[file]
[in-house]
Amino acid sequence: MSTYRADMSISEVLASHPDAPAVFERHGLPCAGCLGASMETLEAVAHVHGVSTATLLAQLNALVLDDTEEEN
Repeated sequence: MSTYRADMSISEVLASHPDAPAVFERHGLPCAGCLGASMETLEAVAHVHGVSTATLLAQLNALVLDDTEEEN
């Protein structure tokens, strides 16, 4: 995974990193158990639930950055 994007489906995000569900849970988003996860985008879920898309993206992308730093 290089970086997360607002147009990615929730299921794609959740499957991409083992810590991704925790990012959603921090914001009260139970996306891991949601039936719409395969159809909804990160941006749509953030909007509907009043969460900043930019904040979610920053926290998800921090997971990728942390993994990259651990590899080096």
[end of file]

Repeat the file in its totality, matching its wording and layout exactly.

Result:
[in-house]
Amino acid sequence: MSTYRADMSISEVLASHPDAPAVFERHGLPCAGCLGASMETLEAVAHVHGVSTATLLAQLNALVLDDTEEEN
Repeated sequence: MSTYRADMSISEVLASHPDAPAVFERHGLPCAGCLGASMETLEAVAHVHGVSTATLLAQLNALVLDDTEEEN
């Protein structure tokens, strides 16, 4: 995974990193158990639930950055 994007489906995000569900849970988003996860985008879920898309993206992308730093 290089970086997360607002147009990615929730299921794609959740499957991409083992810590991704925790990012959603921090914001009260139970996306891991949601039936719409395969159809909804990160941006749509953030909007509907009043969460900043930019904040979610920053926290998800921090997971990728942390993994990259651990590899080096």